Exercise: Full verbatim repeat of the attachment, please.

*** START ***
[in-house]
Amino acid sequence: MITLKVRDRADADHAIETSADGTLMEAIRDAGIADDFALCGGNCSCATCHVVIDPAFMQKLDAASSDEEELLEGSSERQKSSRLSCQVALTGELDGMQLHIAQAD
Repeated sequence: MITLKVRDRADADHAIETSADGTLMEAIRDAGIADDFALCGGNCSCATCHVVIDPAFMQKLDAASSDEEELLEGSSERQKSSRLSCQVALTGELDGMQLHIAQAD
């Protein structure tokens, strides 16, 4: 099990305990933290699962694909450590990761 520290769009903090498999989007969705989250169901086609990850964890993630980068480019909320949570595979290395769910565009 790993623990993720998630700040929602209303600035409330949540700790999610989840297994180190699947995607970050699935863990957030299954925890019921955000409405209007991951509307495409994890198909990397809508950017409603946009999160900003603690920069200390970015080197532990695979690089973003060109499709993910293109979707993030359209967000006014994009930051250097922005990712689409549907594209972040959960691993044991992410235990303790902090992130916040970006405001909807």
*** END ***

[in-house]
Amino acid sequence: MITLKVRDRADADHAIETSADGTLMEAIRDAGIADDFALCGGNCSCATCHVVIDPAFMQKLDAASSDEEELLEGSSERQKSSRLSCQVALTGELDGMQLHIAQAD
Repeated sequence: MITLKVRDRADADHAIETSADGTLMEAIRDAGIADDFALCGGNCSCATCHVVIDPAFMQKLDAASSDEEELLEGSSERQKSSRLSCQVALTGELDGMQLHIAQAD
């Protein structure tokens, strides 16, 4: 099990305990933290699962694909450590990761 520290769009903090498999989007969705989250169901086609990850964890993630980068480019909320949570595979290395769910565009 790993623990993720998630700040929602209303600035409330949540700790999610989840297994180190699947995607970050699935863990957030299954925890019921955000409405209007991951509307495409994890198909990397809508950017409603946009999160900003603690920069200390970015080197532990695979690089973003060109499709993910293109979707993030359209967000006014994009930051250097922005990712689409549907594209972040959960691993044991992410235990303790902090992130916040970006405001909807």